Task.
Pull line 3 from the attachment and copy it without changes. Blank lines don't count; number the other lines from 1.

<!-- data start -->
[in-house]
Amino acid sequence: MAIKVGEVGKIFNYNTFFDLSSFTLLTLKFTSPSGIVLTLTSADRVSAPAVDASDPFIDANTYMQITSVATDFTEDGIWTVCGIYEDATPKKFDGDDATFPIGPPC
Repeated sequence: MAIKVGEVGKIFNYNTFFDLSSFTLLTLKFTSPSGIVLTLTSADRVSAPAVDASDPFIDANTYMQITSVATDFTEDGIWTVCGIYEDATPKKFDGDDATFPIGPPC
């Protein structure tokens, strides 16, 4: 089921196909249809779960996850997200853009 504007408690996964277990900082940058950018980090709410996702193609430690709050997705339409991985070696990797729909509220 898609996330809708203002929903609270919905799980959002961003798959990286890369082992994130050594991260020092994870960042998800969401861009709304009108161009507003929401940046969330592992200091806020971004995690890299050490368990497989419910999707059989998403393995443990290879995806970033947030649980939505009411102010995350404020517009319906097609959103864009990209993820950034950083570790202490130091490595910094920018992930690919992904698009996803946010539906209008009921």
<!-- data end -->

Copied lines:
Repeated sequence: MAIKVGEVGKIFNYNTFFDLSSFTLLTLKFTSPSGIVLTLTSADRVSAPAVDASDPFIDANTYMQITSVATDFTEDGIWTVCGIYEDATPKKFDGDDATFPIGPPC